Of particular interest in the debacle that is ICE
are the names that the series gives to its characters, locations, and concepts. Usually, the worst of bad anime names involve poorly realized references to history, laughable attempts at inventing foreign names, or just sigh-inducing puns. It's rare, however, that a single show manages to score the whole trifecta, especially in as disjointed a fashion as ICE
does. In just ten minutes of screen time, we are introduced to no less than three examples of appellations that aren't just stunningly bad, but each potentially offensive to distinct segments of the population in their own unique way.
We'll save the immediate aftermath of the bomb explosion for later, and cut first to the rest of the Captain's unit, currently hovering in the sky above Tokyo. (It helps that the order of these scenes is essentially interchangeable.) Everyone is silent after the loss of two recruits in their last mission◊
, with a low dirge playing in the background. It's almost enough to make you care for the pair of identical-looking anonymous girls.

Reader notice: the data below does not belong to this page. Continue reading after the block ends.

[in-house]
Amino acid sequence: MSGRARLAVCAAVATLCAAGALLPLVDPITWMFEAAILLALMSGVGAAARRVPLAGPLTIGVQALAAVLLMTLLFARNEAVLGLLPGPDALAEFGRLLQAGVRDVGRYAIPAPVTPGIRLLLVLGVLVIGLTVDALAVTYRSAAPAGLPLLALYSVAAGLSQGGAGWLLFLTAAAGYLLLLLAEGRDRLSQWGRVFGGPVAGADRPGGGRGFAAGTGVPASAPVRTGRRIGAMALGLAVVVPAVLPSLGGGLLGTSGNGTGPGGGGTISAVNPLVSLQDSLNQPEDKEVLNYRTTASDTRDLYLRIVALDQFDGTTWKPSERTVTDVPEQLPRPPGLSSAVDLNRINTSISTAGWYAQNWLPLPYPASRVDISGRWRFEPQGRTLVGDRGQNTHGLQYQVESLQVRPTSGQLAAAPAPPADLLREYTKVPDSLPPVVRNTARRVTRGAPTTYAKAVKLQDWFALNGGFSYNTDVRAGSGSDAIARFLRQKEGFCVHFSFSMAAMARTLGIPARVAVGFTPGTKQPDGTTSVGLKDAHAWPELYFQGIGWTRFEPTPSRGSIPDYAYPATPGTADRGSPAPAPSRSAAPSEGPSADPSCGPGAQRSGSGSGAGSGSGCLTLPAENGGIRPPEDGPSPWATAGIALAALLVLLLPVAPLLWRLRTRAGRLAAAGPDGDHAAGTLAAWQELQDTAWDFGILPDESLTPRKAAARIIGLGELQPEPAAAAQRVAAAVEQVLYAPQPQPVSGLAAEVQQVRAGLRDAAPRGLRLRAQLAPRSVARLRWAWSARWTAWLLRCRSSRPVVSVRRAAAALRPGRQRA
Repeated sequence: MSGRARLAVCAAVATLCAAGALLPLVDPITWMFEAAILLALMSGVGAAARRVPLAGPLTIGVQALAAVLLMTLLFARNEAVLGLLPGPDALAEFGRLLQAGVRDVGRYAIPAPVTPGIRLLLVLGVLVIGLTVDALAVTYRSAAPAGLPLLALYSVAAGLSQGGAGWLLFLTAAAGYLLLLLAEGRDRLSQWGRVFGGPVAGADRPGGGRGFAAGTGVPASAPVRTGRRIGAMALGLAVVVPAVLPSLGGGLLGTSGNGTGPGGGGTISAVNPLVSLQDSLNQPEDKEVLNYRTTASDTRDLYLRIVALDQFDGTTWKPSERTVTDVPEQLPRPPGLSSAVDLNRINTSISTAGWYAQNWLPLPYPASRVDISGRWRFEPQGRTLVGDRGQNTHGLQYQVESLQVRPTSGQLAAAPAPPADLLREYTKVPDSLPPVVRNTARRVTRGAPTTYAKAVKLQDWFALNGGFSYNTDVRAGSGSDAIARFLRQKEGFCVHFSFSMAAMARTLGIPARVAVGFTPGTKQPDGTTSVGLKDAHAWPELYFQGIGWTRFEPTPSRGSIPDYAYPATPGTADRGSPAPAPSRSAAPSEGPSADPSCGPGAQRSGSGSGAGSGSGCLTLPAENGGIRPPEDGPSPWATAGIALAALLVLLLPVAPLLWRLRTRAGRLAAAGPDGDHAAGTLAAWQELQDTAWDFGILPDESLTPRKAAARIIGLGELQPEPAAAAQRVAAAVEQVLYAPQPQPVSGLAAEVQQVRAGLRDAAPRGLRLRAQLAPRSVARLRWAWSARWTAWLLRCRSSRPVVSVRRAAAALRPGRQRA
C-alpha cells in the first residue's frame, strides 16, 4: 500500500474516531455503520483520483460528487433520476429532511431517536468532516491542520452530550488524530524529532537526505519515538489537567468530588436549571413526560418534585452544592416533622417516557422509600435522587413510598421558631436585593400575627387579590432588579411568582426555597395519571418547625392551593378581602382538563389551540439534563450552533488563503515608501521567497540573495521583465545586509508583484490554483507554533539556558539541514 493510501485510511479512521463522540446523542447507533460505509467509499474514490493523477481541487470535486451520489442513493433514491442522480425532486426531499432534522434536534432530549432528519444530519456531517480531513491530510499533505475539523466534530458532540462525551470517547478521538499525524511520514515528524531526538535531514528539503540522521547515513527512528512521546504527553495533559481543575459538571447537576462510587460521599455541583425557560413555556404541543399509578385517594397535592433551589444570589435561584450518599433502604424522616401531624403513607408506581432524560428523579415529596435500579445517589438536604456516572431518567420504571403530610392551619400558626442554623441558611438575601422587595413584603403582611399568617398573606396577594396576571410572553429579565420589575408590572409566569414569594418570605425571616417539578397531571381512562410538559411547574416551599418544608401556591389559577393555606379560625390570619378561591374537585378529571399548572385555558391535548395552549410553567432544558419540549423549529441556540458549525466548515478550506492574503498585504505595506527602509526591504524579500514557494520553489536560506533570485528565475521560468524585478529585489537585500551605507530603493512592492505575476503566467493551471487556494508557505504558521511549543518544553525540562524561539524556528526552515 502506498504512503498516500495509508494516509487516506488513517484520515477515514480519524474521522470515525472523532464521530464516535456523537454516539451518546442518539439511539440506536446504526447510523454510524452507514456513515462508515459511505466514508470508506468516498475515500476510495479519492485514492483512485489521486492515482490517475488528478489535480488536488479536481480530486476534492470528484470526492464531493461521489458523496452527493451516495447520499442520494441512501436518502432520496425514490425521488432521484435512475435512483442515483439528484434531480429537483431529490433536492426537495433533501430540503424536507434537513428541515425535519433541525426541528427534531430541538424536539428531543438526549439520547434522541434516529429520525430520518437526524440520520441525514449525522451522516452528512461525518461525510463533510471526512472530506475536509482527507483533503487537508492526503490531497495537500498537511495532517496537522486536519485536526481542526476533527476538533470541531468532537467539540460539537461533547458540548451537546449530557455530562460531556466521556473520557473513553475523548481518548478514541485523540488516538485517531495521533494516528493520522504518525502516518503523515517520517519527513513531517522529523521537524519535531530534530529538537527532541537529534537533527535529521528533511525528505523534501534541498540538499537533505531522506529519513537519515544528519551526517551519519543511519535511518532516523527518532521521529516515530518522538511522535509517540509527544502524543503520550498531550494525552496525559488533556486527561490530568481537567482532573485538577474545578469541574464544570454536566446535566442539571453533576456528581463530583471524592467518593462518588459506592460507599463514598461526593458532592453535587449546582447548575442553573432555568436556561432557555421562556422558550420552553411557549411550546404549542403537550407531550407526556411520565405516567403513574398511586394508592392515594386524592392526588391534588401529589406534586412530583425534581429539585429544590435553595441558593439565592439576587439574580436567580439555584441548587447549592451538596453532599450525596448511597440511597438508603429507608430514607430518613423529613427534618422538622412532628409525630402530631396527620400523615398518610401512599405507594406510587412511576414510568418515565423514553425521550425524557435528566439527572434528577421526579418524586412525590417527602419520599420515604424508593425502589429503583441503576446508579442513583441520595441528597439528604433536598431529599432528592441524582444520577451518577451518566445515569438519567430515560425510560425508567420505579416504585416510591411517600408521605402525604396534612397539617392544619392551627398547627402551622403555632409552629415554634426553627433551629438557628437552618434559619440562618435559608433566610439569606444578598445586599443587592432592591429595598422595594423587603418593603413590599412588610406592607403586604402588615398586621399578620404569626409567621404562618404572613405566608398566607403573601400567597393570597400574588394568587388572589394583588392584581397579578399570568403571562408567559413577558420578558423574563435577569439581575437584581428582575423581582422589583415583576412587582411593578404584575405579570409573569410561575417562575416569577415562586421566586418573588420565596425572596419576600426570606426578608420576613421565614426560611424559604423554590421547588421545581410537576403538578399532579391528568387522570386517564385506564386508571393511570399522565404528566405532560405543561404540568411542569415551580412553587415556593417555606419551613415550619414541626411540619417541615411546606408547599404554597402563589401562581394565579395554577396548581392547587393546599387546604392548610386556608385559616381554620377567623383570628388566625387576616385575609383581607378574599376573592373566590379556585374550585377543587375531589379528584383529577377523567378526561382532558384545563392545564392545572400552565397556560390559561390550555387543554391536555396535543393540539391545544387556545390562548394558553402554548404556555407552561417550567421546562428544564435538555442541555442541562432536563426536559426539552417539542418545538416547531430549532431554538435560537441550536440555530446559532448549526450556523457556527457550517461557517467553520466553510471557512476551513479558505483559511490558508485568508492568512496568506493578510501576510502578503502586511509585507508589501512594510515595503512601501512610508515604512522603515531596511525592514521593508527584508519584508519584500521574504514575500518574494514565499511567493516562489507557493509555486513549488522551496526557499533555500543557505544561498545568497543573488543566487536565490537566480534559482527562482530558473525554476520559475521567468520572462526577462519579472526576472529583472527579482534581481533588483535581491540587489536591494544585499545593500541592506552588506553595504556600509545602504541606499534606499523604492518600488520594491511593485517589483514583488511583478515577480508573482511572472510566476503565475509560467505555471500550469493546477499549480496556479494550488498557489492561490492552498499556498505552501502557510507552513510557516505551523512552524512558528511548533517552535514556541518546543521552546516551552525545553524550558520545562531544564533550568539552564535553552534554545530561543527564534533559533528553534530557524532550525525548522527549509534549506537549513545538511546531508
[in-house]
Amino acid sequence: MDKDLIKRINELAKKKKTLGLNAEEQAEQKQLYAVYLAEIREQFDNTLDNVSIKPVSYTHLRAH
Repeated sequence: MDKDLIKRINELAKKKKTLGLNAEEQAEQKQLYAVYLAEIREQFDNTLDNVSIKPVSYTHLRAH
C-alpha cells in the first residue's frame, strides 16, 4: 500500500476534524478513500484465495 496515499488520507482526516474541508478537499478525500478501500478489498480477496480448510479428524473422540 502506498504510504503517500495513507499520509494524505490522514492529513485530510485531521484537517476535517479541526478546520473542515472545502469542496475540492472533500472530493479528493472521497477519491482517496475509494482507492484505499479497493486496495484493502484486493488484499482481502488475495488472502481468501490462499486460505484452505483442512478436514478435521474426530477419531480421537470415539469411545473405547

Vice-Captain Murasaki is the first to break the silence, with a lament on the persistence of terrorism in these end times. She then asks Rinne◊
whether she's "figured anything out," to which she receives the only response that really fits such a vague question: "I'm confused." Mint, for her part, spends some time chewing out the surviving anony-cruit for using a gun in the battle, then asks Murasaki if she believes that the Captain is still alive. This question actually helps churn the suspense surrounding their leader's fate a little bit—or at least it would have, if the six minutes we just skipped hadn't already answered that question with little room for dispute. You can thank me for improving the flow of this narrative later. Anyway, as you might expect, Murasaki believes the Captain's made it.